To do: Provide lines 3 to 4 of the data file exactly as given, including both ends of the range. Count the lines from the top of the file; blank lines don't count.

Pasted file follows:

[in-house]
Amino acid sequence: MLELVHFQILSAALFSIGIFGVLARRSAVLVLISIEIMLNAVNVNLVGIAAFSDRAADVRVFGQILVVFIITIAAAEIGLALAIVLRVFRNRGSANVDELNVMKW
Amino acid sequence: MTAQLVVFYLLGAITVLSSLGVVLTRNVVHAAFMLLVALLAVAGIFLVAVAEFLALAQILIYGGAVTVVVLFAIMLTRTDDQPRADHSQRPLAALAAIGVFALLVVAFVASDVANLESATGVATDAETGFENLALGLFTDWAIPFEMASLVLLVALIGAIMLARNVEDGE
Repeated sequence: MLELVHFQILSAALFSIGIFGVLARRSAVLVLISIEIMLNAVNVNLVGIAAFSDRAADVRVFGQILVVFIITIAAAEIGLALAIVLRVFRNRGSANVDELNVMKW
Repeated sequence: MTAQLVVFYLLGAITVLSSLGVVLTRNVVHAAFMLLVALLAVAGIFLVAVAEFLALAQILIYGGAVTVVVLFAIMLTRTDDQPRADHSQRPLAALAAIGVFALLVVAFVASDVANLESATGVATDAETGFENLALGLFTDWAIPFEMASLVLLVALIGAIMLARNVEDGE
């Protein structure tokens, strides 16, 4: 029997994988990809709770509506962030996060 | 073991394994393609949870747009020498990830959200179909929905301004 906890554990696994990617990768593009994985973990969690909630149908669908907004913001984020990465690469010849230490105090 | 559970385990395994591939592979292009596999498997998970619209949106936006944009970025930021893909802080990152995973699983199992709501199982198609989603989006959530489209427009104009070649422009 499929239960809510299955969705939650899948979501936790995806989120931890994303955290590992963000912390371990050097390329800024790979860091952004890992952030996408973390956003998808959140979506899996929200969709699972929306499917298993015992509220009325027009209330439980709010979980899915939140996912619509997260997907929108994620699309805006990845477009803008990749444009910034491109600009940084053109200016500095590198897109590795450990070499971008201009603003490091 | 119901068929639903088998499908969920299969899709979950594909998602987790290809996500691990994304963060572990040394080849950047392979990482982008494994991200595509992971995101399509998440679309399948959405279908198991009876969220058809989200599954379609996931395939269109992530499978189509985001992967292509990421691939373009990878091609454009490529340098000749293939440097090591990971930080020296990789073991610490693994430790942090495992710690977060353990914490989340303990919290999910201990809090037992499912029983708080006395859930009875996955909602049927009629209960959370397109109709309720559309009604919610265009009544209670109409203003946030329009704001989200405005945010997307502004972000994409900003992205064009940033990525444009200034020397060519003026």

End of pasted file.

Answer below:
Amino acid sequence: MTAQLVVFYLLGAITVLSSLGVVLTRNVVHAAFMLLVALLAVAGIFLVAVAEFLALAQILIYGGAVTVVVLFAIMLTRTDDQPRADHSQRPLAALAAIGVFALLVVAFVASDVANLESATGVATDAETGFENLALGLFTDWAIPFEMASLVLLVALIGAIMLARNVEDGE
Repeated sequence: MLELVHFQILSAALFSIGIFGVLARRSAVLVLISIEIMLNAVNVNLVGIAAFSDRAADVRVFGQILVVFIITIAAAEIGLALAIVLRVFRNRGSANVDELNVMKW